In order to study a substantial decline in DUI arrests in Miami-Dade County, Florida, the National Opinion Research Center (NORC) at the University of Chicago was engaged to conduct a Miami-Dade County driving-under-the-influence (DUI) project, supported through the Safer and Healthier Communities Fund administered by The Miami Foundation in partnership with the Miami-Dade County State Attorney's Office. The objective of this research project was to provide a plan for improving DUI enforcement and prosecution resulting from the research and analyses carried out for this project: the analysis of (1) existing DUI related data; (2) a telephone survey of reported knowledge, attitudes and behaviors concerning impaired driving, (3) roadside surveys conducted in Miami-Dade County; (4) information from focus group discussions with police and prosecutors in Miami-Dade County and (5) a comprehensive review of the best DUI prevention practices and enforcement strategies used in the US.
Based upon the data and information gathered in this project, the following Action Plan is recommended for Miami-Dade County: (1) Police chiefs need to find ways to overcome law enforcement apathy toward DUI enforcement and persuade their traffic enforcement officers to be proactive rather than reactive when it comes to identifying and making impaired driving stops. (2) Miami-Dade County police agencies should join forces to conduct more sobriety checkpoints. Checkpoints are safer for both the police and the drivers going through them and serve as a deterrent to impaired driving. (3) The State Attorney's Office (SAO), with cooperation from the county's certified drug recognition experts (DREs) should design and offer training on DUI enforcement to all officers in the evidence and documentation needed so the SAO can present the strongest case possible.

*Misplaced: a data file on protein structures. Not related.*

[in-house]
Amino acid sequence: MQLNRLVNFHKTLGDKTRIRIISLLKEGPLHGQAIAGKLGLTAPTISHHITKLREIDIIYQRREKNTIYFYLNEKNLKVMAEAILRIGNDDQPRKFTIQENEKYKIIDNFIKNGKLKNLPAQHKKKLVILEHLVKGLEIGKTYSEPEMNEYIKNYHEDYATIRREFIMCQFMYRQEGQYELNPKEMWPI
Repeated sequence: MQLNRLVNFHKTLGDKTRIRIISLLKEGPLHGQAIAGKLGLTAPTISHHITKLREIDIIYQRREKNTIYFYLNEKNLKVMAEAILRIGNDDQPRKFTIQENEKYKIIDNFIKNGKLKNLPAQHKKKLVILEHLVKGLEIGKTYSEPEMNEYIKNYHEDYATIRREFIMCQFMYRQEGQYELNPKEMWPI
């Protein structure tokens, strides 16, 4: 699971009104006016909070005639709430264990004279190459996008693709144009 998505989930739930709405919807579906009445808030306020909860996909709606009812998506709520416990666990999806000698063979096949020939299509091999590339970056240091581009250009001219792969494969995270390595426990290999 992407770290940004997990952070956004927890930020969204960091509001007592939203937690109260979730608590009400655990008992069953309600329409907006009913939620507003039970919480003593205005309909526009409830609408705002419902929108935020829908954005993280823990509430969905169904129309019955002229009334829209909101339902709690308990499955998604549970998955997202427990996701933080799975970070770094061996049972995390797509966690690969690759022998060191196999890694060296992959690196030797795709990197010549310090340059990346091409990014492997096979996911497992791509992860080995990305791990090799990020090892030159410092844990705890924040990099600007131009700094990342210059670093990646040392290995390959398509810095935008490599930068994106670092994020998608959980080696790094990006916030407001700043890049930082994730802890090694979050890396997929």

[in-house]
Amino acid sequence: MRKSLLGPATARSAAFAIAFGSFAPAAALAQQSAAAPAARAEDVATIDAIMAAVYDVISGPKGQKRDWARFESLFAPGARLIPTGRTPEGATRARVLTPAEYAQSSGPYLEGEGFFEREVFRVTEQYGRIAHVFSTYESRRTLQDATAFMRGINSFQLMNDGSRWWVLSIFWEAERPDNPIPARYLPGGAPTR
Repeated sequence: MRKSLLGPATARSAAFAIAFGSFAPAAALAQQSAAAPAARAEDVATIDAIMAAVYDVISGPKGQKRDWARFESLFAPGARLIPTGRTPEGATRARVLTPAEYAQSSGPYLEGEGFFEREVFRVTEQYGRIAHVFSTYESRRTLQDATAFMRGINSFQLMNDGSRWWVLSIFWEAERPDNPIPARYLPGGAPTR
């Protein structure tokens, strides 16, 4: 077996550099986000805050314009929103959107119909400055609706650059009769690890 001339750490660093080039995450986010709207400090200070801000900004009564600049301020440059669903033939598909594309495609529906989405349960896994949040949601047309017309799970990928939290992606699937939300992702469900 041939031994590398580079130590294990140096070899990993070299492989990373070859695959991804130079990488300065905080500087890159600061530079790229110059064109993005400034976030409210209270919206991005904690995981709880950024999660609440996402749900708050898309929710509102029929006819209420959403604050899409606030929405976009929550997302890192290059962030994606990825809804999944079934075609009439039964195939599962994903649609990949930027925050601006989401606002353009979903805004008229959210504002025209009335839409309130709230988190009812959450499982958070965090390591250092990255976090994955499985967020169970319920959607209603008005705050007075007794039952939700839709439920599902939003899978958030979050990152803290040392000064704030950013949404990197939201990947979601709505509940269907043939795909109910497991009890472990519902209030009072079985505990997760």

To determine the percent of drivers out driving in Miami-Dade County on Friday and Saturday nights who had alcohol and/or other drugs in their system, roadside surveys with approximately 200 drivers were analyzed. Drivers voluntarily gave researchers breath tests for alcohol and oral fluid for other drugs. The percent of drivers impaired by alcohol (breath alcohol concentration (BrAC)>.05 grams per deciliter (g/dL)) in these roadside surveys increased from 3.1% in 2007 to 6.2% in 2013-2014 to 7.4% in 2017. The percent of drivers with marijuana in their systems also increased from 2.9% in 2007 to 14.1% in 2013-2014, but decreased slightly to 11.5% in 2017.
It is clear that DUI arrests have decreased significantly in Miami-Dade County over the past 8 years (64%), much more than the decrease in DUI arrests in Florida and the United States. It is also clear from crash analyses and roadside surveys that alcohol-impaired and drug-impaired driving have increased over that time period. Instead of decreasing, DUI arrests should be increasing. An overwhelming majority of Miami-Dade County drivers (82%) believe it is very important for law enforcement to enforce DUI laws.